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Working on the American Dream

A paradox lies at the heart of problems in American education. We hear on every hand that the system is in crisis. This is surely true. Yet our major universities are the envy of the world. America has long made a more profound commitment to democratic education than any other nation in history. Both the land grant colleges and the private universities testify to this. Especially in areas of science and technology, American researchers are unequaled for productivity and creativity. There are authentic virtues in the American system that are unparalleled. But our school children perform on tests no better than do those in the third world and uniformly less well than do the students of the other developed nations. We need to understand better what makes for powerful minds. We need to do better for more of our young people what we do very well for a few.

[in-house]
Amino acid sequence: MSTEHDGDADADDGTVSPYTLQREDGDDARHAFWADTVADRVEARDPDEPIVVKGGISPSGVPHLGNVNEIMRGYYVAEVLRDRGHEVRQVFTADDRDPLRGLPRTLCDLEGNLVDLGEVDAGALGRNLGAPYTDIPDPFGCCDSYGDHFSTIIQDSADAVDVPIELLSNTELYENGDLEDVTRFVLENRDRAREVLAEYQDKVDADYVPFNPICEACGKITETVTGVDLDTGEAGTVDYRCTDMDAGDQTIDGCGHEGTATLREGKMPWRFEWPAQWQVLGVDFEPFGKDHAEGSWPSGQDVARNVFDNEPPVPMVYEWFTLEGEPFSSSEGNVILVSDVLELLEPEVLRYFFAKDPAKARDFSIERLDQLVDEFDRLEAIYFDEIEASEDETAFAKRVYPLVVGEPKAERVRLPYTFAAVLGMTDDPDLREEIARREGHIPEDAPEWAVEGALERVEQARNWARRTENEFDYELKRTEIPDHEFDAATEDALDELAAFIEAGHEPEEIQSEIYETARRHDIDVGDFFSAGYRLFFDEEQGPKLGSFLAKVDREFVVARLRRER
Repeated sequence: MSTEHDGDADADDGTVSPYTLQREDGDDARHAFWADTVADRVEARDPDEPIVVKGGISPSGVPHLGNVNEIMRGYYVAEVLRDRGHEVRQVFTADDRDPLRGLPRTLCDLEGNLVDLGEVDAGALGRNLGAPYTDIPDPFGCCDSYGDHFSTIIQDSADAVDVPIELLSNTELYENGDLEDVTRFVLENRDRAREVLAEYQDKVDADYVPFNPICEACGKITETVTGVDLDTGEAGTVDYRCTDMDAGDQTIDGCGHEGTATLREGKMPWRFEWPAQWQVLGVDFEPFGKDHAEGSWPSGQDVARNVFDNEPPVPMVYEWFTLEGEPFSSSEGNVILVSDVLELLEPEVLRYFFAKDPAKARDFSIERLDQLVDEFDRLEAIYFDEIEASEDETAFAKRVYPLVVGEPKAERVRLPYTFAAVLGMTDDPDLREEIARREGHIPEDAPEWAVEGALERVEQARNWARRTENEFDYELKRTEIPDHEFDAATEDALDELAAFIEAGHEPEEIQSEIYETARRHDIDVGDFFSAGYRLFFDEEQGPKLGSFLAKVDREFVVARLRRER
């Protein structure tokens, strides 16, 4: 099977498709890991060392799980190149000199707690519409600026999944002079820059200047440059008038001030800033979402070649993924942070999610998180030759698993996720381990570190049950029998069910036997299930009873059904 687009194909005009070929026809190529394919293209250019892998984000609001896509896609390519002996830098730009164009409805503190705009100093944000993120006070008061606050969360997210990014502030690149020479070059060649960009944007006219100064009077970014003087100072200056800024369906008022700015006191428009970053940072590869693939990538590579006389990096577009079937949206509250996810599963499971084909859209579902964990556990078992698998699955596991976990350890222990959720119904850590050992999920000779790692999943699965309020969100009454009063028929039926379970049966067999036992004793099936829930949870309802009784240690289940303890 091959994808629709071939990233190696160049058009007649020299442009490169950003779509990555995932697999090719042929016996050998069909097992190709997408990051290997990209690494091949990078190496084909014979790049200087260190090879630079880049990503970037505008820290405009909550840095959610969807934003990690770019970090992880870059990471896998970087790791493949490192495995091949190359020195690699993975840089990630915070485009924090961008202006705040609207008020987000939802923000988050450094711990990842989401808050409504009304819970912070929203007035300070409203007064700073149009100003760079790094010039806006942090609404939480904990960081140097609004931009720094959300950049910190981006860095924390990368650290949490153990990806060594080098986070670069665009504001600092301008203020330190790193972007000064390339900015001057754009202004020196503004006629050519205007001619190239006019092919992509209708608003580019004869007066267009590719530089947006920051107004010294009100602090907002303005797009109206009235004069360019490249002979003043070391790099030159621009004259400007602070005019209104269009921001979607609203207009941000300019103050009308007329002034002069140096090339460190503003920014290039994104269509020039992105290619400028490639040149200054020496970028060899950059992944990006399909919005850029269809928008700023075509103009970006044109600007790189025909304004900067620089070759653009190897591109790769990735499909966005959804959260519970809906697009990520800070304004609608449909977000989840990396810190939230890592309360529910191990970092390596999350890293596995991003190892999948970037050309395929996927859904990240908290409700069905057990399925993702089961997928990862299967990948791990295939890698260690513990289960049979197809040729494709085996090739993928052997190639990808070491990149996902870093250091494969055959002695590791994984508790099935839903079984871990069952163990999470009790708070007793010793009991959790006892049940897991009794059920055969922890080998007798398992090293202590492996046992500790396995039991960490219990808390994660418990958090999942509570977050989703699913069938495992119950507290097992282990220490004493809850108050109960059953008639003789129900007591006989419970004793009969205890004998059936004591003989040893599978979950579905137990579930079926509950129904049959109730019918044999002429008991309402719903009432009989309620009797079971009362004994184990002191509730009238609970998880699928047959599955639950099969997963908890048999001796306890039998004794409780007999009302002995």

A Framework with a Few Suggestions

With the availability of new technologies that promise to change the everyday world, it is tempting to ask how we can exploit that technology to its fullest extent. This leads all too easily to expertise oriented proposals for Federal support. It is not appropriate, in a time of financial uncertainty and educational crisis, to let a technology dominated view apportion limited resources for intervention. We need to focus on nationally important issues, asking what ends will be advanced by research. Still, it is wise to work from strength, applying our best ideas to our most profound and pressing problems. Given the open borders of western nations to the flow of people, ideas, and products, we need to consider both domestic and transnational dimensions of any initiatives, as well as what is needed and what may be possible. Going beyond exploiting technology, let me suggest three arenas in which the Federal government might fulfill its purpose of promoting the common good.

Competing with Other Producers